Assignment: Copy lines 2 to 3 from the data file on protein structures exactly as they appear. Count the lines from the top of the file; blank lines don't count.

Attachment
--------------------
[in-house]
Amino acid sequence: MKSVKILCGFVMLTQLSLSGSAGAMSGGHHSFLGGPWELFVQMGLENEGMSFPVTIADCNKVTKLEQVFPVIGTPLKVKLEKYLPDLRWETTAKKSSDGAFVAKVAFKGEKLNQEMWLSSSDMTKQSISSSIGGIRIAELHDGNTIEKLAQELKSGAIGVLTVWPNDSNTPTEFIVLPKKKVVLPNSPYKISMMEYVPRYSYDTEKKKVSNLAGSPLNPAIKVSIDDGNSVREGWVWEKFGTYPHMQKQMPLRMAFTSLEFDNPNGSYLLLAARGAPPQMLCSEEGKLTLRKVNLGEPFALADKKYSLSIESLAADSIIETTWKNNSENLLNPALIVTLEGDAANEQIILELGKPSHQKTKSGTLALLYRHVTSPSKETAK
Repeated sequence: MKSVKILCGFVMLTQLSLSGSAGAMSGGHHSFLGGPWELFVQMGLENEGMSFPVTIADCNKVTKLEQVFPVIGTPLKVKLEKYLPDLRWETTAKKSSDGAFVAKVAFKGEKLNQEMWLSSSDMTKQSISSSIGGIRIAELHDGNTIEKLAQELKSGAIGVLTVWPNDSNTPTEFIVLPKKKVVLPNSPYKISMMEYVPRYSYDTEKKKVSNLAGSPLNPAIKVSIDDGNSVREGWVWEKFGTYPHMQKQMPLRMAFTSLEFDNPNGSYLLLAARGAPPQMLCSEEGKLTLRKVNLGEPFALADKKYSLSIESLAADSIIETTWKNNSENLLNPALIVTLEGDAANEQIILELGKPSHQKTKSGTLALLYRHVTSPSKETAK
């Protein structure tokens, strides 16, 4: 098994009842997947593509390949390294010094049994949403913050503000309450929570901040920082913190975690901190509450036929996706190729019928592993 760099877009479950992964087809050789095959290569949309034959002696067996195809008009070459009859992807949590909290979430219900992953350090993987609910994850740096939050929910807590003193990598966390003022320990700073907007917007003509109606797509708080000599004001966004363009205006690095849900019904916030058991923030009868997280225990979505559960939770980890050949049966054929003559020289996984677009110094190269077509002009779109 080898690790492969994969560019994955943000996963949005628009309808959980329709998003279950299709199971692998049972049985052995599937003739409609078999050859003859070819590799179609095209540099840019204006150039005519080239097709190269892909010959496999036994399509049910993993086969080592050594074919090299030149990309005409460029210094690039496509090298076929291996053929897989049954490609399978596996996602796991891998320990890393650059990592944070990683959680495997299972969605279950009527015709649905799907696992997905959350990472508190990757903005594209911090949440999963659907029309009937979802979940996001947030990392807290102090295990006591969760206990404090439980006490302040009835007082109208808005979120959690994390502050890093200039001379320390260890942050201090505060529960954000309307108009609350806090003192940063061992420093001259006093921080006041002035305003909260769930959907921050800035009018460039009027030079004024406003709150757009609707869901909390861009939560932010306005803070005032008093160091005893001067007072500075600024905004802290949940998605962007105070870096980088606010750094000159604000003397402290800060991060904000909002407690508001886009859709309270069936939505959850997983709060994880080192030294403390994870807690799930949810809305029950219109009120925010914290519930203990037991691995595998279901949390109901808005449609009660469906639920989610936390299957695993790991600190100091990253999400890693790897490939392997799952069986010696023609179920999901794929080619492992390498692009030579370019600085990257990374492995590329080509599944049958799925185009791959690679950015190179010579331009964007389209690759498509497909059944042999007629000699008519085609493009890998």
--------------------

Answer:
Amino acid sequence: MKSVKILCGFVMLTQLSLSGSAGAMSGGHHSFLGGPWELFVQMGLENEGMSFPVTIADCNKVTKLEQVFPVIGTPLKVKLEKYLPDLRWETTAKKSSDGAFVAKVAFKGEKLNQEMWLSSSDMTKQSISSSIGGIRIAELHDGNTIEKLAQELKSGAIGVLTVWPNDSNTPTEFIVLPKKKVVLPNSPYKISMMEYVPRYSYDTEKKKVSNLAGSPLNPAIKVSIDDGNSVREGWVWEKFGTYPHMQKQMPLRMAFTSLEFDNPNGSYLLLAARGAPPQMLCSEEGKLTLRKVNLGEPFALADKKYSLSIESLAADSIIETTWKNNSENLLNPALIVTLEGDAANEQIILELGKPSHQKTKSGTLALLYRHVTSPSKETAK
Repeated sequence: MKSVKILCGFVMLTQLSLSGSAGAMSGGHHSFLGGPWELFVQMGLENEGMSFPVTIADCNKVTKLEQVFPVIGTPLKVKLEKYLPDLRWETTAKKSSDGAFVAKVAFKGEKLNQEMWLSSSDMTKQSISSSIGGIRIAELHDGNTIEKLAQELKSGAIGVLTVWPNDSNTPTEFIVLPKKKVVLPNSPYKISMMEYVPRYSYDTEKKKVSNLAGSPLNPAIKVSIDDGNSVREGWVWEKFGTYPHMQKQMPLRMAFTSLEFDNPNGSYLLLAARGAPPQMLCSEEGKLTLRKVNLGEPFALADKKYSLSIESLAADSIIETTWKNNSENLLNPALIVTLEGDAANEQIILELGKPSHQKTKSGTLALLYRHVTSPSKETAK